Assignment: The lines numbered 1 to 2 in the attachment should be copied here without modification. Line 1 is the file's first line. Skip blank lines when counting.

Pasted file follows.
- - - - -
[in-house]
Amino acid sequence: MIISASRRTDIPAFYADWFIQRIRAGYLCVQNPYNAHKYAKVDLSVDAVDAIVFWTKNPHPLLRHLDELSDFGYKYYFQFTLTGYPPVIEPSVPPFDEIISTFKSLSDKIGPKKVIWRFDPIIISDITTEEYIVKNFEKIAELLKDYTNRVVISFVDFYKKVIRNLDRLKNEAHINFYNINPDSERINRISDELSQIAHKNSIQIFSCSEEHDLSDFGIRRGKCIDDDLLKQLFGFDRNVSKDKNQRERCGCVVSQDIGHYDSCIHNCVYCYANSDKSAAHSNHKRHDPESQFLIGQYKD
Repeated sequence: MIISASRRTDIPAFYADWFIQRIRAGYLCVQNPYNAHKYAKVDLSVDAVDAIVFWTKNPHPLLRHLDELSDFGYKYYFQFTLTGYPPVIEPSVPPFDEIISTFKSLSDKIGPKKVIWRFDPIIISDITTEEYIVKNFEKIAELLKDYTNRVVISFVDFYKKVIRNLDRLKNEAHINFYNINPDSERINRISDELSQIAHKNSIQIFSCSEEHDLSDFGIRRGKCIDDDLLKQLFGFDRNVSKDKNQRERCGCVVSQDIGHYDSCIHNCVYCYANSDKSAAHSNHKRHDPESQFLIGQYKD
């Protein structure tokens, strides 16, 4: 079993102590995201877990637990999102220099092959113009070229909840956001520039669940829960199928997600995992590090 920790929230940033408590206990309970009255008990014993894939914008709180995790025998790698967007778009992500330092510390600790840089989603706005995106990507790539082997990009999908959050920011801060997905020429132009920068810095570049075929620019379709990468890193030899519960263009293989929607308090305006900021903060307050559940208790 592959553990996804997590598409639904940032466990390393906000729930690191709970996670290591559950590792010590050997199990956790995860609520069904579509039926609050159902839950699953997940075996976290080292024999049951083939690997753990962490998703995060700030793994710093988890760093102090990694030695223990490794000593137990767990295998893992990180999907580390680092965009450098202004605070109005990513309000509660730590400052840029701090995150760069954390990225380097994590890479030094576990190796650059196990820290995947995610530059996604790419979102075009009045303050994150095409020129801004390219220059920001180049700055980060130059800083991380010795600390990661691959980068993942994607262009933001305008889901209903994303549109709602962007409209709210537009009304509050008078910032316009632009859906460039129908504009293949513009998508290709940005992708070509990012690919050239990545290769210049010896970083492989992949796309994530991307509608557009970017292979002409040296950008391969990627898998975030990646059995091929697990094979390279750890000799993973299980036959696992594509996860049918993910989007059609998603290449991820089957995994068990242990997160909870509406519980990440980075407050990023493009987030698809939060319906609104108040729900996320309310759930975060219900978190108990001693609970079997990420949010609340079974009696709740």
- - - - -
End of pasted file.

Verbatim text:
[in-house]
Amino acid sequence: MIISASRRTDIPAFYADWFIQRIRAGYLCVQNPYNAHKYAKVDLSVDAVDAIVFWTKNPHPLLRHLDELSDFGYKYYFQFTLTGYPPVIEPSVPPFDEIISTFKSLSDKIGPKKVIWRFDPIIISDITTEEYIVKNFEKIAELLKDYTNRVVISFVDFYKKVIRNLDRLKNEAHINFYNINPDSERINRISDELSQIAHKNSIQIFSCSEEHDLSDFGIRRGKCIDDDLLKQLFGFDRNVSKDKNQRERCGCVVSQDIGHYDSCIHNCVYCYANSDKSAAHSNHKRHDPESQFLIGQYKD